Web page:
Taking and publishing someone else’s picture without permission is copyright theft, whether the pictures are being used on someone social networking site, or for a major advertising campaign.
Most people carrying out copyright theft, do so accidentally, without realising that it is illegal. Others just don’t care, as the chances of being found out are very slim.
But what can we photographers do to protect or prevent our pictures being taken and published without our permission?
Here are my top tips for protecting your images
Always ensure your contact details are attached to every image. You can do this by completing the file info fields in Photoshop, Paintshop Pro or Lightroom which are then stored as metadata files, which travel with the images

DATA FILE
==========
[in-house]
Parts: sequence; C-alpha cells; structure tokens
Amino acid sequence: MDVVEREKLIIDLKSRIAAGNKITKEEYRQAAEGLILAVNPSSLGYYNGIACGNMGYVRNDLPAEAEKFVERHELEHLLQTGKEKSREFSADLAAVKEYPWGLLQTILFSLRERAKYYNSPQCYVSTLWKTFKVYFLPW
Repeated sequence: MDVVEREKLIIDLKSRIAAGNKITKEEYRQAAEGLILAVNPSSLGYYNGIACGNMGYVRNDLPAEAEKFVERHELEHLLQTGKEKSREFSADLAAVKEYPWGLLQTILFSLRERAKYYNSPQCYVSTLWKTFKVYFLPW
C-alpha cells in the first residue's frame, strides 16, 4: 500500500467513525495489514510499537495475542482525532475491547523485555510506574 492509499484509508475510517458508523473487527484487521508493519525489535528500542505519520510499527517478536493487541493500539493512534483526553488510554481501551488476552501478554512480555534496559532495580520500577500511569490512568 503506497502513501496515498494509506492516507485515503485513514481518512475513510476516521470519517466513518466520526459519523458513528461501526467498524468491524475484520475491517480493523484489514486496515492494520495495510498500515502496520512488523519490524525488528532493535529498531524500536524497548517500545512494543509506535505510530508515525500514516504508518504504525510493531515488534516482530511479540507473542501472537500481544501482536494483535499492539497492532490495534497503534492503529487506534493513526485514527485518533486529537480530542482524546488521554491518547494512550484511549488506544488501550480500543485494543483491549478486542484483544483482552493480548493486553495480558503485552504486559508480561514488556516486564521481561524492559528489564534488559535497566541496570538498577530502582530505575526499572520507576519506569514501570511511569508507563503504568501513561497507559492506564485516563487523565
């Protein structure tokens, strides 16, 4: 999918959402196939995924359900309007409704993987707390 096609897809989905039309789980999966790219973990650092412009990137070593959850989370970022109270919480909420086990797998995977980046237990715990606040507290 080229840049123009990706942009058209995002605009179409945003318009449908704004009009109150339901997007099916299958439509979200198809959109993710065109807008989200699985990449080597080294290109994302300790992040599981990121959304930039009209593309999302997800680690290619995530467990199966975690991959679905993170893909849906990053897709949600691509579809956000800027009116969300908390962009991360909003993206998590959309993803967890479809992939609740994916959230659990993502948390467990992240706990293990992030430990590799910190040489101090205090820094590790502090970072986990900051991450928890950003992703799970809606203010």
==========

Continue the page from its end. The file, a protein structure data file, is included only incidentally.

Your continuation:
Always specify the exact use the image is allowed to be used for. Either in an accompanying letter or included in the metadata file
Include the copyright symbol © together with your name in the metadata. Some popel also like to include the year but this is not absolutely necessary © Duncan Heather 2011
When uploading work online, consider displaying this copyright information on the picture itself. There is a fine balance between ruining your photo with an over dominant watermark; and something so discrete that it can be easily edited out.
Be aware that, when uploading to social networking sites, many of them strip-out the metadata to reduce the file sizes.
Never upload pictures at more than 72dpi
When publishing online, never upload picture bigger than they need to be. I would suggest a maximum pixel size or 1024 px along the longest edge.
Avoid marking your work as Licensed under Creative Commons (LCC) as it allows people to use your work without perpission